Business Intelligence and GDPR (General Data Protection Directive) cannot be divorced. They can almost be viewed as rivals in collaboration with each other for mutual existence. In business intelligence, Customer data behavior is the most valued analysis. This because companies have understood that customer is synonymous with business. Most companies with a vision are totally dedicated to customer Service. To serve a customer satisfactorily, a company needs to know and understand its customers.
For example, at the least, a bank wants and needs to know which of its customers saves a lot, spends a lot, buys shares, bonds etc to be able to make offers to specific customers that meet the specific customer’s needs.
Another example is a retailer that needs to know its customer’s preferences to be able to suggest the next buy, a suitable payment method, a pick up place, a delivery time etc.
All this means that data is saved in a vault somewhere and an analyst is looking into this vault every now and then. In mature BI organizations, there are tools for mining and analyzing this data as well as numerous analysts looking for clues in the data.
GDPR demands that we are aware and transparent about:
- What we are saving about a customer
- Where we are saving it
- Who has access to the saved data
- For what purpose we are saving the data
- The length of time we are saving
- The security of the saved data
The deadline is five months away. The reality is no one is done, let alone certain of what is expected of them for compliance. So all the feet that can be spared are on the GDPR-gas pedal. Mine too, though I cannot with all certainty be spared. Which leads to the question: Where did time go?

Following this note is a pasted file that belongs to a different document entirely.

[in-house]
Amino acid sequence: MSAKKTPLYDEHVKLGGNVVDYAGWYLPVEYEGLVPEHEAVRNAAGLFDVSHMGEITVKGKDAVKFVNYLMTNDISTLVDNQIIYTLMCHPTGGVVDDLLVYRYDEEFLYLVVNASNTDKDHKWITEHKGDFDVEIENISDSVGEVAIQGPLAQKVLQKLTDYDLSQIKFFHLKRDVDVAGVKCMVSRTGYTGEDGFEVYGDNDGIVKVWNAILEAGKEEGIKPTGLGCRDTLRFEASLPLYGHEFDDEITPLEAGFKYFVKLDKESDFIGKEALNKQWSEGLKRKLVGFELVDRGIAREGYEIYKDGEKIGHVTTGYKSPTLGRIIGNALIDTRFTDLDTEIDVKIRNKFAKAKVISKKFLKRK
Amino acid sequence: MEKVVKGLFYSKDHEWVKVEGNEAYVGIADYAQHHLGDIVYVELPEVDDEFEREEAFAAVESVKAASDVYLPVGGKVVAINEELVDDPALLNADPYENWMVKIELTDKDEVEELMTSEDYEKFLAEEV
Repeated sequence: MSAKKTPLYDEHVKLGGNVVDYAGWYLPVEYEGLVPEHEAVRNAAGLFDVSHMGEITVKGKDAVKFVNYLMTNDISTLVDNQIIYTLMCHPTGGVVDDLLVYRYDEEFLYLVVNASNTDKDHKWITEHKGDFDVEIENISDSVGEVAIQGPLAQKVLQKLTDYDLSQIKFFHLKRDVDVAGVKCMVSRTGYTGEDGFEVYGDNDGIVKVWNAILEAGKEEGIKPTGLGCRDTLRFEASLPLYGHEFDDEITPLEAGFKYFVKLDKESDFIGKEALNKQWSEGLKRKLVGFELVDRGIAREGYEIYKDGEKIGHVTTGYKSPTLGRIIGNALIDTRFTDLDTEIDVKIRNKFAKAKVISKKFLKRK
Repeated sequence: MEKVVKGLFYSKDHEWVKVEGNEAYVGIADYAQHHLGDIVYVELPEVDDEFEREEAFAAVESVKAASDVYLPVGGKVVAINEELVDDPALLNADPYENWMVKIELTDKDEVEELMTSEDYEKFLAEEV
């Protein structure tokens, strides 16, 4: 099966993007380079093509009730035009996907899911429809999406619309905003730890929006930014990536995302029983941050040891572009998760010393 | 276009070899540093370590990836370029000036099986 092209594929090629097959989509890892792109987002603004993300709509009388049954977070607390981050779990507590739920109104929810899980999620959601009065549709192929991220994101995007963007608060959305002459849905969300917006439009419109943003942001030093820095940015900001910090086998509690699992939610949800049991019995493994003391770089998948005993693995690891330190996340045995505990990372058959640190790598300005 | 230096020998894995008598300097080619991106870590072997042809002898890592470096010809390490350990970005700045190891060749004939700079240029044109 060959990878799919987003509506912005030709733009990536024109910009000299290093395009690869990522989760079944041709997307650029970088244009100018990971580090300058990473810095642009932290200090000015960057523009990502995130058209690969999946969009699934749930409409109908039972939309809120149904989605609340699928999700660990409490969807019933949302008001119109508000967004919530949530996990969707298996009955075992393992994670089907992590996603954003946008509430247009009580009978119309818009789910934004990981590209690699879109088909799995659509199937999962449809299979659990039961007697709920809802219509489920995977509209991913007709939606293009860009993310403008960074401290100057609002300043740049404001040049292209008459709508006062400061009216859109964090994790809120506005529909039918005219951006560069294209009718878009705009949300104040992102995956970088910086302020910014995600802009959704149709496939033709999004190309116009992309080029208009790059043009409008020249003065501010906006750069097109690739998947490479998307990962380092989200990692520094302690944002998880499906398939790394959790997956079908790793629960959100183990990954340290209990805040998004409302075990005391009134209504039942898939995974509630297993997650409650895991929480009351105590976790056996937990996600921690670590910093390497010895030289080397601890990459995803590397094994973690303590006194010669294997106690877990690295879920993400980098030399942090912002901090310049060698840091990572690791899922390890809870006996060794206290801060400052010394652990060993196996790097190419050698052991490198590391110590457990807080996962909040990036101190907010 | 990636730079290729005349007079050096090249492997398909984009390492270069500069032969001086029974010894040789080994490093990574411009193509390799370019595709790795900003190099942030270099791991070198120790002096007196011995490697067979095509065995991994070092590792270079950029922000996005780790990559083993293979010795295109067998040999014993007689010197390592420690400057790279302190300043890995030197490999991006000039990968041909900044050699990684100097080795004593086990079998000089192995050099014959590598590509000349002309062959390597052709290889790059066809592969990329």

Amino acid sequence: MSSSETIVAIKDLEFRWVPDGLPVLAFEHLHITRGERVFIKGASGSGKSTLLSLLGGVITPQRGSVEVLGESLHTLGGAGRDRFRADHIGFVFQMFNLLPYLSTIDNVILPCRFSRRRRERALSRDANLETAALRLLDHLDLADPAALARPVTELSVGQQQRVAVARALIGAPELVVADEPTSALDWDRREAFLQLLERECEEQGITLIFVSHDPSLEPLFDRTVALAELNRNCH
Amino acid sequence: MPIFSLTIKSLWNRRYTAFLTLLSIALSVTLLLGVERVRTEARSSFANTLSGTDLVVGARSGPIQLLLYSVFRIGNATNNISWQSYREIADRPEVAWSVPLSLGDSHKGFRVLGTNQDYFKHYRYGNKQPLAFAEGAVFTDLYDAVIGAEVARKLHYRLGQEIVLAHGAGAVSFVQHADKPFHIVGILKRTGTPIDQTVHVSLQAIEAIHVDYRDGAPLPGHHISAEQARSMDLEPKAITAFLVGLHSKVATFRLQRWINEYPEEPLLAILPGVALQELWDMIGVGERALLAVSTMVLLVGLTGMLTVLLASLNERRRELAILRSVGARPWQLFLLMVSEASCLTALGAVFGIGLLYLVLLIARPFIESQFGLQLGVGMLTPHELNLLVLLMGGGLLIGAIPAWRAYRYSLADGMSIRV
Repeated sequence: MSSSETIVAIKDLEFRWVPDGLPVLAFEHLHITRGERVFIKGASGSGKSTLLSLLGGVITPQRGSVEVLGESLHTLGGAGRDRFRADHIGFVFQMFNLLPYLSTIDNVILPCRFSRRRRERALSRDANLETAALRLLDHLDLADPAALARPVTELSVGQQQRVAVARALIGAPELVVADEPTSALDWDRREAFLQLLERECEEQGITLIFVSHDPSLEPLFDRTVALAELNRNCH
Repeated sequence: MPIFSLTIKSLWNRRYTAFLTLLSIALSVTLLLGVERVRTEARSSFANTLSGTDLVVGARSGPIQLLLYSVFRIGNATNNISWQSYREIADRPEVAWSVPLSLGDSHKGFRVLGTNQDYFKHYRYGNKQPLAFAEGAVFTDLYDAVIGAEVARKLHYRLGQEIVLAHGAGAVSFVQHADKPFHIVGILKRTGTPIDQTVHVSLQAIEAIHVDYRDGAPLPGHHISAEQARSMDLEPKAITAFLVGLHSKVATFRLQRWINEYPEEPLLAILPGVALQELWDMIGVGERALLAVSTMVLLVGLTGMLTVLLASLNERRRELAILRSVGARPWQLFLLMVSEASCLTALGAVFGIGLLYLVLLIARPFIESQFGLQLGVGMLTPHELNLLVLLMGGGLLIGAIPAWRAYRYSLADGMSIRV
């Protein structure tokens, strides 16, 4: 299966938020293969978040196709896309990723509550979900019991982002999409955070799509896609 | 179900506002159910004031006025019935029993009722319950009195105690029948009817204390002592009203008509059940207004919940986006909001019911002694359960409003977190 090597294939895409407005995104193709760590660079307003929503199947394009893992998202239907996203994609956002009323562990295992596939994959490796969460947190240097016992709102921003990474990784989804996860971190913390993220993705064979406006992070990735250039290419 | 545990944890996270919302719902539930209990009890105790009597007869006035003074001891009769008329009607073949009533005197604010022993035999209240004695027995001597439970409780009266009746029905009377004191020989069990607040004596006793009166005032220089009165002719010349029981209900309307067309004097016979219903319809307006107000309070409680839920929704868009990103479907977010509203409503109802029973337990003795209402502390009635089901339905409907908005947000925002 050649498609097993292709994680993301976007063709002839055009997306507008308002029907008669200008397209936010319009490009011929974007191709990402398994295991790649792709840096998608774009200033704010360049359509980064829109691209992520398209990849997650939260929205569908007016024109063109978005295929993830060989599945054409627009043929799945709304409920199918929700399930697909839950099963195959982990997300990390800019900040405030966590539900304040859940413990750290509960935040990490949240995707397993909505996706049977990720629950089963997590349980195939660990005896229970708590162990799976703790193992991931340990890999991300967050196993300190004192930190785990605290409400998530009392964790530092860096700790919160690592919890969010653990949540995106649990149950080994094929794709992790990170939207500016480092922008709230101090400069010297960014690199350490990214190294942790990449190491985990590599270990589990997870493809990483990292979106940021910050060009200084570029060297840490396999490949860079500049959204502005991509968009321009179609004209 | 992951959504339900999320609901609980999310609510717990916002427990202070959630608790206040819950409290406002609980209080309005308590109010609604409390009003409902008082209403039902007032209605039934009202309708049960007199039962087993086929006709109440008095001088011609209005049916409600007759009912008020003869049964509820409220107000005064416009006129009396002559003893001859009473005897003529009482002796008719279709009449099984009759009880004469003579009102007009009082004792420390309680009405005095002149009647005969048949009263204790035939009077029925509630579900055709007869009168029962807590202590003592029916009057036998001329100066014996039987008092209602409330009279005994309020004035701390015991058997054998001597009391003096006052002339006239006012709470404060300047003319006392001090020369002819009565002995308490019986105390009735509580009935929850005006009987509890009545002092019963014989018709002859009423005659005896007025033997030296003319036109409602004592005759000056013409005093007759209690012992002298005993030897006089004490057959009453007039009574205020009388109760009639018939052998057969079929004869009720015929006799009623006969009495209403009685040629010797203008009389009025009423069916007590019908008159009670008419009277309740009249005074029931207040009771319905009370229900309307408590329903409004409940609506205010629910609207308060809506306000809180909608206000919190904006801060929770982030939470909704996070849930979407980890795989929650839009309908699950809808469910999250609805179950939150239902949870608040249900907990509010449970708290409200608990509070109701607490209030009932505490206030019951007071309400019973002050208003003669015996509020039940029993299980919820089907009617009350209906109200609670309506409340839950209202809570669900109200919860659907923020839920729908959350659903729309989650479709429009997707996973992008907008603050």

Is time simply a matter of counted hours that run through the fingers without stopping for a hello and goodbye?
Or is time the space between different things, different activities and different people? The space between eight hours of work, eight hours of sleep and vice versa?
The space when one arrives home, exhausted, ready to make a quick dinner for the household before dropping dead in the sofa or in bed.
The territory between choices. To go to bed or to log into the work computer and work two more hours? That is the question.
Is time the margins surrounding knowledge, perspective, respect, estimation and prioritization? Other aspects of life that create balance?
The space between:
- The first time time you heard about GDPR and The first thing you learned about GDPR.
- The first time you spoke about GDPR and the day you started planning for GDPR.
- GDPR implementation, GDPR compliance and the maintenance of the Policy
Or is time all the virtues and demands warped into each other?